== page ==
Santos claims grandparents were Holocaust survivors challenged


George Santos faces growing scrutiny over where he has worked, where he went to school, and where his seemingly sudden wealth has come from.

But now the U.S. Representative-elect is being questioned about something much different: Is he a descendant of Holocaust survivors?

The answer, according to one venerable online Jewish publication, is no. 

"I'm a Jewish descendant," Santos told a roundtable of reporters from both Herald Community Newspapers and a sister publication, The Jewish Star, back in October. "My mother was Jewish. My grandparents are Holocaust survivors."

Yet, if that's true, there's simply no record of it, according to The Forward. Reporter Andrew Silverstein says the online genealogy website lists both of Santos' maternal grandparents as being from Brazil. In fact, a 2016 obituary for the politician's mother — Fatima Aziza Caruso Horta Devolder — says she was born just outside of Rio de Janeiro in 1962.

Even his mother's Facebook page fails to make any mentions of any Jewish faith, according to Silverstein, and instead focuses primarily on Roman Catholic themes and references. 

Santos — who upset Democrat Robert Zimmerman to succeed Tom Suozzi in the U.S. House of Representatives last month — has made no secret of his Catholic faith. But he has regularly tied his family connections to Judaism into his support for Israel, including when he talked with Herald reporters during the campaign.

"There's no room for antisemitism in this country," Santos said at the time. "There's no room for discrimination in this country. And I wouldn't stand by any kind or any level of antisemitism, or anti-anything."

On his campaign website, Santos claims his grandparents "fled Jewish persecution in Ukraine, settled in Belgium, and again fled persecution" during World War II.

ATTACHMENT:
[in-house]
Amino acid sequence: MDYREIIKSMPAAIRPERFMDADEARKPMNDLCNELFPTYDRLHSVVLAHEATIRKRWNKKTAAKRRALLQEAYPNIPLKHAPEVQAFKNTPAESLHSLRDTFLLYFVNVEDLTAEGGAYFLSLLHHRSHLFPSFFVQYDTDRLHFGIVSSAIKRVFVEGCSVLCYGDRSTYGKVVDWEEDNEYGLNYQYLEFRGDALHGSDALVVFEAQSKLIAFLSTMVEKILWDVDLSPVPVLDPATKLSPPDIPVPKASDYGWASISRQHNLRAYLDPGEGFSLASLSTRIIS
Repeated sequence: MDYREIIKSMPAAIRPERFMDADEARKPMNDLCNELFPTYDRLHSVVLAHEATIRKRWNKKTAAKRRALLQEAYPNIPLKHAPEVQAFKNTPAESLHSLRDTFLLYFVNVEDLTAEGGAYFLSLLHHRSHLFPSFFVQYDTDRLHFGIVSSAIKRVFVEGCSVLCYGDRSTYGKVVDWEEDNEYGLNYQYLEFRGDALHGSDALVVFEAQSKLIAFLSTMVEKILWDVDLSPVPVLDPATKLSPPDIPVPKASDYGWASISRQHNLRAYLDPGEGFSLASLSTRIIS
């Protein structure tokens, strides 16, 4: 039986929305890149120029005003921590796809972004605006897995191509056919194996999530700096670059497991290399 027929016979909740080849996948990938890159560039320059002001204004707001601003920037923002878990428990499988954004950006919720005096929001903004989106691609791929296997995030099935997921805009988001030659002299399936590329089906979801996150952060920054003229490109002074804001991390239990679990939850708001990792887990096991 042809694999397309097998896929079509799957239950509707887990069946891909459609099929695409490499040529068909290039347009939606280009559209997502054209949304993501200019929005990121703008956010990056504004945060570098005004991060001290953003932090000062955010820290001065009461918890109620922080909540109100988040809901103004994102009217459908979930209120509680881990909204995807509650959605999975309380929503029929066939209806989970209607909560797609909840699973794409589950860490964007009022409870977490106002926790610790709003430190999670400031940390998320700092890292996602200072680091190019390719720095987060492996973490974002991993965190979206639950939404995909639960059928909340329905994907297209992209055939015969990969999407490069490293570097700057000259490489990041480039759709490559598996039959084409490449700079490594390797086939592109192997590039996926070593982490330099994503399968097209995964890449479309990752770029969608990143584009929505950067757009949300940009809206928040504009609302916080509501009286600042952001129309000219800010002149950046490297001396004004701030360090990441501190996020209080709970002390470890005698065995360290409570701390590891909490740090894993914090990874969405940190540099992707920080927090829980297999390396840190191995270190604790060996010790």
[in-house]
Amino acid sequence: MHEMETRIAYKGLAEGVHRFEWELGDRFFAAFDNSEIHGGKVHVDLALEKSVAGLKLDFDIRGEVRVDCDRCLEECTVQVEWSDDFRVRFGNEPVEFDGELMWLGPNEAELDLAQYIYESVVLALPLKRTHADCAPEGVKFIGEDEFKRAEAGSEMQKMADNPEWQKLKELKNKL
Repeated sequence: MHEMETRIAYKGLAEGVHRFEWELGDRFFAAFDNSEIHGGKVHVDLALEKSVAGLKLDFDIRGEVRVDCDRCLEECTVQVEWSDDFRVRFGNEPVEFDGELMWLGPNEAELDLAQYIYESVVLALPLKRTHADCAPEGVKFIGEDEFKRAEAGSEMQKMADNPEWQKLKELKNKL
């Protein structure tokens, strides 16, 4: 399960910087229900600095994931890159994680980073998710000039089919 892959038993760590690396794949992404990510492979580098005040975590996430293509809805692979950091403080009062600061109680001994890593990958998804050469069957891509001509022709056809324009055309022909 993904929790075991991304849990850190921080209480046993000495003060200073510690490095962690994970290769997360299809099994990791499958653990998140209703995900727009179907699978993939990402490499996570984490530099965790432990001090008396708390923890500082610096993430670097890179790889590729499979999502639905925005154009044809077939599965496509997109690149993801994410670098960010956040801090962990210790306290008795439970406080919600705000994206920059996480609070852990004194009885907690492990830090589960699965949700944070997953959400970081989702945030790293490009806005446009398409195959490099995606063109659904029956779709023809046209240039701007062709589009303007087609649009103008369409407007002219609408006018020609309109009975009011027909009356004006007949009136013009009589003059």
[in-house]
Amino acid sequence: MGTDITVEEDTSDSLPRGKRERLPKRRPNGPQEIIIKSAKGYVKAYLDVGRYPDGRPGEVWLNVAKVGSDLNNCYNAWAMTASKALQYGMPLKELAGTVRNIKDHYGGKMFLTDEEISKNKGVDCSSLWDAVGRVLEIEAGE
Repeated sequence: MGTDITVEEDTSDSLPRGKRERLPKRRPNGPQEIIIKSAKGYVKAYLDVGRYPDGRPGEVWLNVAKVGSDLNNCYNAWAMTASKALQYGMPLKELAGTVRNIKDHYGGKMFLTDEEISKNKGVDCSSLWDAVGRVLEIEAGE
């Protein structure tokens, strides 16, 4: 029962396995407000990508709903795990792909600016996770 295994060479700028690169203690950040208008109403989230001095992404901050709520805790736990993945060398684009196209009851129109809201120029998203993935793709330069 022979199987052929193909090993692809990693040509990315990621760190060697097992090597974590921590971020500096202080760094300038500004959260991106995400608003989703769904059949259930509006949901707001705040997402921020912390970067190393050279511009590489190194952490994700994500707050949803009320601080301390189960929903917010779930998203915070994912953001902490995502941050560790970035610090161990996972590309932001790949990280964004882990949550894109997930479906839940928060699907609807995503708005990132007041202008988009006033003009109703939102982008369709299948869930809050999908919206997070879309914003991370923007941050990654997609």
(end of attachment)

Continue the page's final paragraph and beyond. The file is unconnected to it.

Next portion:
"They were able to settle in Brazil, where his mother was born," according to his self-created biography. Yet, Silverstein says neither of Santos' maternal grandparents appear in Brazilian immigration cards from that time period, or in databases that list European Jewish refugees.

This latest revelation comes just days after a New York Times investigation claims Santos did not work for Citigroup or Goldman Sachs, like he claimed, and that he didn't attend Baruch College or New York University either. Santos has not responded to those claims directly, but attorney Joseph Murray called the Times reporting a "shotgun blast of attacks."

"It is no surprise that Congressman-elect Santos has enemies at The New York Times who are attempting to smear his good name with these defamatory allegations," Murray told the Herald.

For his part, Zimmerman said at least as far as The New York Times revelations go, it was "not a shock," and made clear that not only should Santos resign, but he should be subject of a federal investigation for some of the financial aspects of his campaign, including where he received $700,000 to loan his campaign.

"My campaign has been calling out George Santos' scams and lies about himself for several months," Zimmernan said in a statement on Tuesday. "The reality is that Santos flat-out lied to the voters. He's violated the public trust in order to win office, and does not deserve to represent Long Island and Queens."